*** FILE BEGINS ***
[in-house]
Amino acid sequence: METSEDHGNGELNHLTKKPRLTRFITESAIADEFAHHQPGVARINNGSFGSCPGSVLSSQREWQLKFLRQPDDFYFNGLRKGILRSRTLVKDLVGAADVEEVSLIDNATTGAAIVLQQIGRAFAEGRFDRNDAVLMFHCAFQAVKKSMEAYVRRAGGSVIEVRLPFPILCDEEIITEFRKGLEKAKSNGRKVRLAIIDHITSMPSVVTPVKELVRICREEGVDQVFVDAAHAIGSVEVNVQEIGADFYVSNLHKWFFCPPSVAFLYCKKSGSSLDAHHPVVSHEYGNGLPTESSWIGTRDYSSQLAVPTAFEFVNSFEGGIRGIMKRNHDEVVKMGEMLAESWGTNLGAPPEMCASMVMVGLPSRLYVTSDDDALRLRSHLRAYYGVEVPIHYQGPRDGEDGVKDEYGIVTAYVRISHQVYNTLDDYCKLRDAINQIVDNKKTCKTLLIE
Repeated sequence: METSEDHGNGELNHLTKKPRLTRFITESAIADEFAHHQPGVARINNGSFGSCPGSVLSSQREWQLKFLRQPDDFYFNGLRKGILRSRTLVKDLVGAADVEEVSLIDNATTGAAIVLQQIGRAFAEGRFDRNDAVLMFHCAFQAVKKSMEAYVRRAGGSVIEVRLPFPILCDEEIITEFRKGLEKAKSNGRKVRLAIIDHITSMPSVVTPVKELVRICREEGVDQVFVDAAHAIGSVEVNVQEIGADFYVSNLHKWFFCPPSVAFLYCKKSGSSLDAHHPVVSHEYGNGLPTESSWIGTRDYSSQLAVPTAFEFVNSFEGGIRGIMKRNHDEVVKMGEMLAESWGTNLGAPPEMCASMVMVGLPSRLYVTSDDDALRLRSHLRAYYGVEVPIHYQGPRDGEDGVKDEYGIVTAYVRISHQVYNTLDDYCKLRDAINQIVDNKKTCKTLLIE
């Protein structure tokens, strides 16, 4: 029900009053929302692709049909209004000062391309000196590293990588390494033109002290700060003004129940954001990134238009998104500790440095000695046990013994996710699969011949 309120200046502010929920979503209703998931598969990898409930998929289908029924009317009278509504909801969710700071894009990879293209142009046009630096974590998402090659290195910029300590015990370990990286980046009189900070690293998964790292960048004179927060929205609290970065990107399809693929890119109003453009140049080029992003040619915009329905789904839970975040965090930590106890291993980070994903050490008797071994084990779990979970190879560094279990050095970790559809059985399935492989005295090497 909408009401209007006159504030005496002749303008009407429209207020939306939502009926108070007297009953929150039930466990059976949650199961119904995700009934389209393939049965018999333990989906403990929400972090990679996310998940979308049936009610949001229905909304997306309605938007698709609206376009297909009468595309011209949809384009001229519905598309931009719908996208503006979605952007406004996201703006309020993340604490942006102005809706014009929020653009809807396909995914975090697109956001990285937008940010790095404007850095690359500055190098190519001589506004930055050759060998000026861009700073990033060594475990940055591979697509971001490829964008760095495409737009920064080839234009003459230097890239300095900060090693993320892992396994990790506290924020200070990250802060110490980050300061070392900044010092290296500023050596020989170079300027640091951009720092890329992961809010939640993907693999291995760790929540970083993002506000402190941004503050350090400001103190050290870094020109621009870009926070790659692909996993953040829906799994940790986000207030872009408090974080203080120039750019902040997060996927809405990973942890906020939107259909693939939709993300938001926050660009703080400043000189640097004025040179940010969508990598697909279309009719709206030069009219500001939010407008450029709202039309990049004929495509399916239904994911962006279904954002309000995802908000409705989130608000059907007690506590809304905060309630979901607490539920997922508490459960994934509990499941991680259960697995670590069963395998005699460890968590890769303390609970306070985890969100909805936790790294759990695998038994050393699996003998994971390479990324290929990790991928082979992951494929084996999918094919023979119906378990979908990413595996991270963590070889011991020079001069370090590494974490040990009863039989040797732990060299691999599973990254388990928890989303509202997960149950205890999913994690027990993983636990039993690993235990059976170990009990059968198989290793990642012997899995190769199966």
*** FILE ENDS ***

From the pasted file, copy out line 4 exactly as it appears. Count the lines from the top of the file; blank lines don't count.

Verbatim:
């Protein structure tokens, strides 16, 4: 029900009053929302692709049909209004000062391309000196590293990588390494033109002290700060003004129940954001990134238009998104500790440095000695046990013994996710699969011949 309120200046502010929920979503209703998931598969990898409930998929289908029924009317009278509504909801969710700071894009990879293209142009046009630096974590998402090659290195910029300590015990370990990286980046009189900070690293998964790292960048004179927060929205609290970065990107399809693929890119109003453009140049080029992003040619915009329905789904839970975040965090930590106890291993980070994903050490008797071994084990779990979970190879560094279990050095970790559809059985399935492989005295090497 909408009401209007006159504030005496002749303008009407429209207020939306939502009926108070007297009953929150039930466990059976949650199961119904995700009934389209393939049965018999333990989906403990929400972090990679996310998940979308049936009610949001229905909304997306309605938007698709609206376009297909009468595309011209949809384009001229519905598309931009719908996208503006979605952007406004996201703006309020993340604490942006102005809706014009929020653009809807396909995914975090697109956001990285937008940010790095404007850095690359500055190098190519001589506004930055050759060998000026861009700073990033060594475990940055591979697509971001490829964008760095495409737009920064080839234009003459230097890239300095900060090693993320892992396994990790506290924020200070990250802060110490980050300061070392900044010092290296500023050596020989170079300027640091951009720092890329992961809010939640993907693999291995760790929540970083993002506000402190941004503050350090400001103190050290870094020109621009870009926070790659692909996993953040829906799994940790986000207030872009408090974080203080120039750019902040997060996927809405990973942890906020939107259909693939939709993300938001926050660009703080400043000189640097004025040179940010969508990598697909279309009719709206030069009219500001939010407008450029709202039309990049004929495509399916239904994911962006279904954002309000995802908000409705989130608000059907007690506590809304905060309630979901607490539920997922508490459960994934509990499941991680259960697995670590069963395998005699460890968590890769303390609970306070985890969100909805936790790294759990695998038994050393699996003998994971390479990324290929990790991928082979992951494929084996999918094919023979119906378990979908990413595996991270963590070889011991020079001069370090590494974490040990009863039989040797732990060299691999599973990254388990928890989303509202997960149950205890999913994690027990993983636990039993690993235990059976170990009990059968198989290793990642012997899995190769199966």